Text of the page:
How do you solve a problem you haven’t yet got? If recreational cannabis becomes legal in the UK within three to five years, as predicted by cannabis consultancy Prohibition Partners, the glittering prize, it suggests, will be a market worth £16.5bn.
Medicinal cannabis was made legally available last year, with the proviso that it can only be prescribed by a doctor if other forms of treatment have been exhausted, a caveat that has strictly limited its use. Legal recreational production, distribution and use could follow – as has already happened in Canada, Uruguay and some US states. So the race is on for a piece of the market and the search for business solutions is well under way.
It’s not every day somebody suggests you look to Luxembourg for inspiration but within two years it is likely to be the first European country where citizens will be able to buy cannabis completely legally (while cannabis use is famously tolerated in the Netherlands, it remains illegal). With around 200,000 people entering and leaving Luxembourg each day for work, there will be challenges integrating its regulations with those of the other European Union member states, so they, in turn, could look to the 11 US states where recreational use is legal.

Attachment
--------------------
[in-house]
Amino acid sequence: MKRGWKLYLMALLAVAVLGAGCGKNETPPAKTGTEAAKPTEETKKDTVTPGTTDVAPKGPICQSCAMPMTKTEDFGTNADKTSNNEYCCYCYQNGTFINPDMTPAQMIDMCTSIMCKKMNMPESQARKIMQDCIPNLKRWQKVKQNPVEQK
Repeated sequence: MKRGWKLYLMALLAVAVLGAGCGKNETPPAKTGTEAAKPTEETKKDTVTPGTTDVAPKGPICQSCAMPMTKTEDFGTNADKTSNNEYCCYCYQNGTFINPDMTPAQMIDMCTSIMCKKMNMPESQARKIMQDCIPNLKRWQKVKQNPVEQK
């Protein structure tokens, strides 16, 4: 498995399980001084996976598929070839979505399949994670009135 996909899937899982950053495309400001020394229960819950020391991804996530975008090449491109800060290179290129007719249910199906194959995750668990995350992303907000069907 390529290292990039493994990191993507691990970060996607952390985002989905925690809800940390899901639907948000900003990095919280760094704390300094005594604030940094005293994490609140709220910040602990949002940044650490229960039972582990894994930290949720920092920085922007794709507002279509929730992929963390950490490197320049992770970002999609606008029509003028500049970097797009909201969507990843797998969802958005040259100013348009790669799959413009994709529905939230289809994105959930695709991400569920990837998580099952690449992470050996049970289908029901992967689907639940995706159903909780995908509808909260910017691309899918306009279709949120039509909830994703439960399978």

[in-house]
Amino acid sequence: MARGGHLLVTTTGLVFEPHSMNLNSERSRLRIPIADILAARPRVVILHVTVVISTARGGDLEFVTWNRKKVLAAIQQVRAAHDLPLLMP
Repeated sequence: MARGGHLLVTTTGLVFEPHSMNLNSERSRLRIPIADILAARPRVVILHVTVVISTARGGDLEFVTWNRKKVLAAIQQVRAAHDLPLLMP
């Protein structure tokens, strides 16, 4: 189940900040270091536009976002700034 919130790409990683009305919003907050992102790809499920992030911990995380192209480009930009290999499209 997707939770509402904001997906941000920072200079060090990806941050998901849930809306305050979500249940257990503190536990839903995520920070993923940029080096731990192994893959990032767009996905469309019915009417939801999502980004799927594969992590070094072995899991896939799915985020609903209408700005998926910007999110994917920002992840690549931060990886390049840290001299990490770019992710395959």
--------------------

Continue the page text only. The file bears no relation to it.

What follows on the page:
Jobs in this nascent market are, for now, being filled mostly by people skilled in areas such as alcohol, fashion or packaged goods. But expert help will soon be at hand – at Cornell University in Ithaca, New York, you can now study cannabis: biology, society and industry; or how about medical cannabis science and therapeutics at the University of Maryland School of Pharmacy?
For some British firms, the watching and waiting is already over. On the high street, the likes of Boots and Holland & Barrett are already stocking CBD products, such as skincare and oral sprays. The two key active cannabinoids are cannabidiol (CBD), which has a calming effect and is useful medically for treating epilepsy, for example; and tetrahydrocannabinol (THC), the psychoactive part that can give the euphoric high sought by recreational users, as well as pain relief. CBD in its isolated (less than 0.2 per cent THC) form is currently legal in the UK.
Five Canadian companies have been importing cannabis legally into the UK since the end of 2018, while the world’s largest publicly traded producer, Canopy Growth, recently bought UK skincare brand This Works for £43m. London has begun to establish a reputation as a centre for market research and is attracting cannabis-related finance through the likes of Canaccord and European Cannabis Holdings. High times indeed.
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